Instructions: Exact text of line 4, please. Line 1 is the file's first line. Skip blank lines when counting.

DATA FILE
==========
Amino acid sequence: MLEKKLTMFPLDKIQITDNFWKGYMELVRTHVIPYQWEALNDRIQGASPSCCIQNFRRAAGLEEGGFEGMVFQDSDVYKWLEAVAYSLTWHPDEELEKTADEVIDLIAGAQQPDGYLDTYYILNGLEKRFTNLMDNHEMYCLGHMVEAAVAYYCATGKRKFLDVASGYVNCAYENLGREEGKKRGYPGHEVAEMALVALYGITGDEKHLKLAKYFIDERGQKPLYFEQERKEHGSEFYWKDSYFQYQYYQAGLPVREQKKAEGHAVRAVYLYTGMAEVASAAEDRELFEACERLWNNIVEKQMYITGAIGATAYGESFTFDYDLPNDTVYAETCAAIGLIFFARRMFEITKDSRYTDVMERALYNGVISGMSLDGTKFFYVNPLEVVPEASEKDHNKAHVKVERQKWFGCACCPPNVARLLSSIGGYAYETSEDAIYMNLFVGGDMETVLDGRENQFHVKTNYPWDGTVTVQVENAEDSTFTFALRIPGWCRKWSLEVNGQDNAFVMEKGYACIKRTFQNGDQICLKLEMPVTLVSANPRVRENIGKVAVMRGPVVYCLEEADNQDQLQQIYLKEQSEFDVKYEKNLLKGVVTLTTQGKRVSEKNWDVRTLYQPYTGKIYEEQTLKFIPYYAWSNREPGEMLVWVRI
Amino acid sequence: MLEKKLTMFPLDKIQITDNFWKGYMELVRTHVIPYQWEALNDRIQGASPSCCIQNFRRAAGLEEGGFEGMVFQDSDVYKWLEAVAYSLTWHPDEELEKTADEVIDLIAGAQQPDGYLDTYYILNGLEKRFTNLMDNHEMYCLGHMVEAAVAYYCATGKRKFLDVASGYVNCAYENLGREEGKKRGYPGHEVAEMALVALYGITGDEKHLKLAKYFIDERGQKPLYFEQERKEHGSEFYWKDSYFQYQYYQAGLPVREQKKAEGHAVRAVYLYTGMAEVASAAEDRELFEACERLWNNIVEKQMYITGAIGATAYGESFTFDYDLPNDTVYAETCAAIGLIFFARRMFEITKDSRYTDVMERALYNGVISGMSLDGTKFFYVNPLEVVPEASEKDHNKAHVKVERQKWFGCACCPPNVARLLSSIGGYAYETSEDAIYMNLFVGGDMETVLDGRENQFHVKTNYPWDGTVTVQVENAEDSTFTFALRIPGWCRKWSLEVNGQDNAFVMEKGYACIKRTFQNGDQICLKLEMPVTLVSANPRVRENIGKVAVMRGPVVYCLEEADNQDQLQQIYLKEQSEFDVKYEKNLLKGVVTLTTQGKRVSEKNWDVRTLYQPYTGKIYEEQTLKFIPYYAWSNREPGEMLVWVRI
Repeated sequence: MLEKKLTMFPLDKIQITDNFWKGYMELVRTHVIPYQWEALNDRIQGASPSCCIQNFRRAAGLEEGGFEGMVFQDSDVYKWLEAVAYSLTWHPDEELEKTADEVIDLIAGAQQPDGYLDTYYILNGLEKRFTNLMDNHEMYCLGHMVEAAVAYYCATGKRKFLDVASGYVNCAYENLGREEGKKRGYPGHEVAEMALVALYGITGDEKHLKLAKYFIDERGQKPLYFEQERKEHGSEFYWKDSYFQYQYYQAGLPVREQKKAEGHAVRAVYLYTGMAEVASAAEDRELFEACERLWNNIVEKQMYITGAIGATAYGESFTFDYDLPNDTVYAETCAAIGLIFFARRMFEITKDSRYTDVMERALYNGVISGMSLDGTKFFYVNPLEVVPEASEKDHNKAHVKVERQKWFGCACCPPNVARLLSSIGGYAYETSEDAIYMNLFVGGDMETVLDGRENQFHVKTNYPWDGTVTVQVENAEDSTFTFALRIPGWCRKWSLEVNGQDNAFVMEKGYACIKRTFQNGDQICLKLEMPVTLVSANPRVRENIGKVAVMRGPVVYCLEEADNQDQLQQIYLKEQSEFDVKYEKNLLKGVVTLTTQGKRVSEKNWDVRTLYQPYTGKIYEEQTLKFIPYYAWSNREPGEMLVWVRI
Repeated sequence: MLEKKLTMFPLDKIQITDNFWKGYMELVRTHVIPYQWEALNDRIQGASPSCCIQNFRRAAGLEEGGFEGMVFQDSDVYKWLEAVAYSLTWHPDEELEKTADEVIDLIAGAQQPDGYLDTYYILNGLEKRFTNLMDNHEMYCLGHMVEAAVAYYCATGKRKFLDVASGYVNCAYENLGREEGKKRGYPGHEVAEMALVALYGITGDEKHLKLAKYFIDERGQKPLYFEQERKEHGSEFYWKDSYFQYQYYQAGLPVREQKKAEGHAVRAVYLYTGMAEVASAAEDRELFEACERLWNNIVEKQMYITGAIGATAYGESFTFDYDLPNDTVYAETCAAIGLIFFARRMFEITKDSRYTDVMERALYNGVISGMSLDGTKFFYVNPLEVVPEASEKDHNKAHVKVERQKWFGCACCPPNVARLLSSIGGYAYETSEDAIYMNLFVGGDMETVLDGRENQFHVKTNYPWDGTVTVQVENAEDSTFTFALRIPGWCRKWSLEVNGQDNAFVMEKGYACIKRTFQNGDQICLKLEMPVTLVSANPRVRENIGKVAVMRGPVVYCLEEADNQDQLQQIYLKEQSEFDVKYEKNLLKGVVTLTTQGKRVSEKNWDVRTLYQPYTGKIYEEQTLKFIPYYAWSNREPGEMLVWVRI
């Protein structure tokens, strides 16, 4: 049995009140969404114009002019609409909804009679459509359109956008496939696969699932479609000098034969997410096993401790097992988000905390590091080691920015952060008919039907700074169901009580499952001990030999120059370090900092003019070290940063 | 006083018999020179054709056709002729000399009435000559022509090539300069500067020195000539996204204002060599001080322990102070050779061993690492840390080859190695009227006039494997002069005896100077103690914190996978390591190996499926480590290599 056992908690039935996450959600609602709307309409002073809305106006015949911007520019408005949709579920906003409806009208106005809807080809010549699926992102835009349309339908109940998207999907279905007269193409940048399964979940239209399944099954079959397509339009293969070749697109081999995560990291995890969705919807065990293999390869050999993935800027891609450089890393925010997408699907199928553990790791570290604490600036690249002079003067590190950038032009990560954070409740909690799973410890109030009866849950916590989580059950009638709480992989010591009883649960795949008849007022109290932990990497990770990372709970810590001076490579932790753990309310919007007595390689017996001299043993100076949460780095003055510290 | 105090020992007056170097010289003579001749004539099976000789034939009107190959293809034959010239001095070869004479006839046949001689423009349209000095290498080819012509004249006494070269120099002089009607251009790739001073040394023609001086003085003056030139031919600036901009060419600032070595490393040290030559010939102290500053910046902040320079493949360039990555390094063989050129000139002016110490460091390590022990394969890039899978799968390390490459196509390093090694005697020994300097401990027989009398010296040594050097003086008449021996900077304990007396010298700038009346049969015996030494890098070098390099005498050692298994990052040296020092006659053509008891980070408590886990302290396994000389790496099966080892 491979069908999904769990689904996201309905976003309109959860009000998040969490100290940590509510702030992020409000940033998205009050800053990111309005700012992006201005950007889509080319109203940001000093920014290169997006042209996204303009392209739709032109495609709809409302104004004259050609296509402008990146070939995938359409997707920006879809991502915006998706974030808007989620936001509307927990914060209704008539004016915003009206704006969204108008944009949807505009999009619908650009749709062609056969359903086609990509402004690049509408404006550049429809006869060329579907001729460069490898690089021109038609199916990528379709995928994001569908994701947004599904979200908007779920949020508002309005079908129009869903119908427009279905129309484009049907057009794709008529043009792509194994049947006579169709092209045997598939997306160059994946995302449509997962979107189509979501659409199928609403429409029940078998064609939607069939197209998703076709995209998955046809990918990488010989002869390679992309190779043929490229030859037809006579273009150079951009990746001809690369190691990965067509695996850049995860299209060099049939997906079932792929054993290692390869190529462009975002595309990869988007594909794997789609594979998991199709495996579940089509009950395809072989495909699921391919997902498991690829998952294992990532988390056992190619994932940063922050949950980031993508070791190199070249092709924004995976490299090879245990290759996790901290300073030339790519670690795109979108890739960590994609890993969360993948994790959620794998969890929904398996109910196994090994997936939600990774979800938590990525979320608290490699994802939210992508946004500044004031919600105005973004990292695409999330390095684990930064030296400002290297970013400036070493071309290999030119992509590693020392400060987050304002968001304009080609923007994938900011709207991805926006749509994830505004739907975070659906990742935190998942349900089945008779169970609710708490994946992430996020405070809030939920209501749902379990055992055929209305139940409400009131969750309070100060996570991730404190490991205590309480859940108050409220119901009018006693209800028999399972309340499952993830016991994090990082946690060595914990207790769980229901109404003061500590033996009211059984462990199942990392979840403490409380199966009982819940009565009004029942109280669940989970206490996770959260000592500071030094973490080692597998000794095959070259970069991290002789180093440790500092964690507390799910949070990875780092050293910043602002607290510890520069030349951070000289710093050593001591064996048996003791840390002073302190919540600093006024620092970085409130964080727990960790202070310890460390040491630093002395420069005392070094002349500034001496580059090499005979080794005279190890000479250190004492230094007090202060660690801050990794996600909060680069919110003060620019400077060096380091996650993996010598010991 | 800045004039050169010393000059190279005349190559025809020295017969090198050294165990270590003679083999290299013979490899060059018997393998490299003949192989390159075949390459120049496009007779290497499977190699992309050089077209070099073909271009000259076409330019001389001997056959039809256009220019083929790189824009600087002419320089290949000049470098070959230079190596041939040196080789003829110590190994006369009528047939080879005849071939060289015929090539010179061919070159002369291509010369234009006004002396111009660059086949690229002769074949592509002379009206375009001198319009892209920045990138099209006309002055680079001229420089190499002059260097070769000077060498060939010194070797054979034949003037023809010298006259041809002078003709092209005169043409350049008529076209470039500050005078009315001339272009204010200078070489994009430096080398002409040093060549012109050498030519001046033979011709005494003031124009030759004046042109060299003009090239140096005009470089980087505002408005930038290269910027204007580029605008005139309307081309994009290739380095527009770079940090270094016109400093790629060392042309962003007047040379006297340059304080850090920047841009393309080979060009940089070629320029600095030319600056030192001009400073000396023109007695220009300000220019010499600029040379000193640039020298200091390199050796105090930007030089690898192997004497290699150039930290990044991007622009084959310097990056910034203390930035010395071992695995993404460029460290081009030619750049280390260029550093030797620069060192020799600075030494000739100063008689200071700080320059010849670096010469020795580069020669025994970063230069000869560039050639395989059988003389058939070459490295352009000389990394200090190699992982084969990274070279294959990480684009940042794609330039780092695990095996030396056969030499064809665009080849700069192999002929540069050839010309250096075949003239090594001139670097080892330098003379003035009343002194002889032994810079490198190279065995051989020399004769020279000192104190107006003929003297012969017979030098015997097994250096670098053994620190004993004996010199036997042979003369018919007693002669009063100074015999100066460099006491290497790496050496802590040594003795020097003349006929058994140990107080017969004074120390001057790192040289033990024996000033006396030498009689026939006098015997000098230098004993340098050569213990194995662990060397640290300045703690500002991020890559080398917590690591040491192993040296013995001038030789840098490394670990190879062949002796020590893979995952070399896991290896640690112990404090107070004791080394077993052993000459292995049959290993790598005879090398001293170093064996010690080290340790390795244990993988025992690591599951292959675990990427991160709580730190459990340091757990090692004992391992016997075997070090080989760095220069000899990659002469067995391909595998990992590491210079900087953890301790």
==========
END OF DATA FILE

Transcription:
Repeated sequence: MLEKKLTMFPLDKIQITDNFWKGYMELVRTHVIPYQWEALNDRIQGASPSCCIQNFRRAAGLEEGGFEGMVFQDSDVYKWLEAVAYSLTWHPDEELEKTADEVIDLIAGAQQPDGYLDTYYILNGLEKRFTNLMDNHEMYCLGHMVEAAVAYYCATGKRKFLDVASGYVNCAYENLGREEGKKRGYPGHEVAEMALVALYGITGDEKHLKLAKYFIDERGQKPLYFEQERKEHGSEFYWKDSYFQYQYYQAGLPVREQKKAEGHAVRAVYLYTGMAEVASAAEDRELFEACERLWNNIVEKQMYITGAIGATAYGESFTFDYDLPNDTVYAETCAAIGLIFFARRMFEITKDSRYTDVMERALYNGVISGMSLDGTKFFYVNPLEVVPEASEKDHNKAHVKVERQKWFGCACCPPNVARLLSSIGGYAYETSEDAIYMNLFVGGDMETVLDGRENQFHVKTNYPWDGTVTVQVENAEDSTFTFALRIPGWCRKWSLEVNGQDNAFVMEKGYACIKRTFQNGDQICLKLEMPVTLVSANPRVRENIGKVAVMRGPVVYCLEEADNQDQLQQIYLKEQSEFDVKYEKNLLKGVVTLTTQGKRVSEKNWDVRTLYQPYTGKIYEEQTLKFIPYYAWSNREPGEMLVWVRI